Passing a variety of statues in the buff — "Yep, it’s French,’’ Madeleine said of Rodin’s "Adam’’ — we made our way to another kid favorite, the Arms and Armor Hall. Peter’s eyes glittered as he gazed at a German poleax."If you’d get me one of those, you wouldn’t have to get me a babysitter, because if a robber broke in, Bam! I’d scare him away,’’ he said.
Welcome to the blues
Then I hustled everyone back down Michigan Avenue to the Chicago Cultural Center for a free concert.
That day, the Matthew Skoller Band, regulars at the House of Blues, was paying tribute to local blues harmonica pioneer Sonny Boy Williamson, born that day in 1914.
© Beth Gauper
Little girls play on Oak Street Beach, a stone's throw from the Magnificent Mile.
It was a perfect introduction for children — Skoller’s hilarious harmonica imitation of a woman scolding a
man over the phone told them exactly what the blues are, without the bar smoke and adult language.
In the afternoon, the three oldest children and I left Rebecca with Jonathan, 6, and Rachel, 2, and hopped a taxi to Navy
Pier, which has a Ferris wheel, carousel, Children’s Museum, shops, restaurants and excursion-boat docks.
We rode the Ferris wheel, which was too slow for us, then went into the Children’s Museum, where their favorite feature was a Treehouse Trail that, considering the admission price, was too much like McDonald’s Playland.
Leaving, we watched the resident Improv Comedy Troupe perform a 3½-minute version of "The Wizard of Oz’’ on a raised stage in the middle of the mall.
After stuffed pizza that night at friendly Bacino’s, next to Hotel 71, Peter and I strolled 12 blocks down
Michigan Avenue for gelati at Foodlife.
The Magnificent Mile’s temples of commerce shimmered in the evening: Pottery Barn, Banana Republic, FAO Schwarz, Crate
Near the neo-Gothic Tribune Tower, Peter gave a man sitting on the sidewalk the two pennies he had found at Foodlife.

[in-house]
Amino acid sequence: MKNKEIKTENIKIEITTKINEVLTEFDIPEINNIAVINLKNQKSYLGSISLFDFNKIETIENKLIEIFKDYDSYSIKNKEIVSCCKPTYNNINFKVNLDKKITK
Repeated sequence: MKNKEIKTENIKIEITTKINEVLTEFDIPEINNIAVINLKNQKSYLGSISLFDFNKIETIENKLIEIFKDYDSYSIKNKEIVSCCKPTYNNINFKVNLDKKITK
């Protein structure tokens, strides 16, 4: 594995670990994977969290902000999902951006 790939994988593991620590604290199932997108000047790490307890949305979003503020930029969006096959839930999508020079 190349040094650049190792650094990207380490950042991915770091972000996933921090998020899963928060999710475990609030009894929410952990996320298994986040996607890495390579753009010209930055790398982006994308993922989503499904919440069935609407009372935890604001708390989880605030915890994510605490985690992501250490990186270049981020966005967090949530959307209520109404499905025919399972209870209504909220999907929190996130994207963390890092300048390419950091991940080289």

"I think we should give all homeless people $30,’’ he said. "It makes me feel really good to give money.’’
Just like an animal
The next day, we caught the bus to free Lincoln Park Zoo, where volunteers were bringing out the residents in the
Children’s Zoo — a hedgehog, a parrot, a screech owl named Otis.
In the primate house, we watched a mandrill, which the children immediately identified as the "Lion King’’
monkey, and a group of Western Lowland gorillas, which included a lively 10-month-old baby.
Something about the way she played seemed familiar.
"She looks just like Rachel, except she’s black and furry,’’ 9-year-old Ben finally said.
The zoo café was packed, so we walked the seven blocks west to Oz Park, and while the children were playing on the wooden
towers of Dorothy’s Playlot, I fetched sandwiches from the nearby Potbelly Deli.
Then we took the El back to the Loop, soaking up great views of the city as we clattered around each curve.
© Beth Gauper
A family bicycles on the Lakefront Trail, past Grant Park.
The children still weren’t out of energy. That evening, Rebecca and I watched them careening all over the sidewalk as we walked along Michigan Avenue to dinner at Panda Express.
"I think the excitement of the city stimulates them,’’ she said.
We needed energy the next day for free day at the Museum of Science and Industry, which was packed and clamorous. By 10 a.m.,
there was already an hour’s wait for the submarine tour, but we stuck it out, looking at propaganda posters as we moved
The German U-505, seized off the coast of French Africa two days before D-Day, was the first enemy vessel to be captured on the high seas since the War of 1812, and it contained the codes to the German shipping routes.
It’s a thrilling story that, unfortunately, was mostly lost on the children, though they were interested in the
scatological aspects of life at 120 degrees, with two toilets and no showers for 60 men.
We moved on to the giant heart, the flight simulators, the LEGO room, the 1911 ice-cream parlor in Yesterday’s Main Street. The Museum of Science and Industry is a wonderful place, but after four hours, we were exhausted.
Fashionable food for kids
© Beth Gauper
A baby hippo snuffles in the water at the free Lincoln Park Zoo.
Later, when Rebecca suggested we go to the Frontera Grill for dinner, I thought she was insane. An Internet restaurant guide
had praised its "extraordinary décor, extraordinary service and near-perfect food’’ but studiously avoided any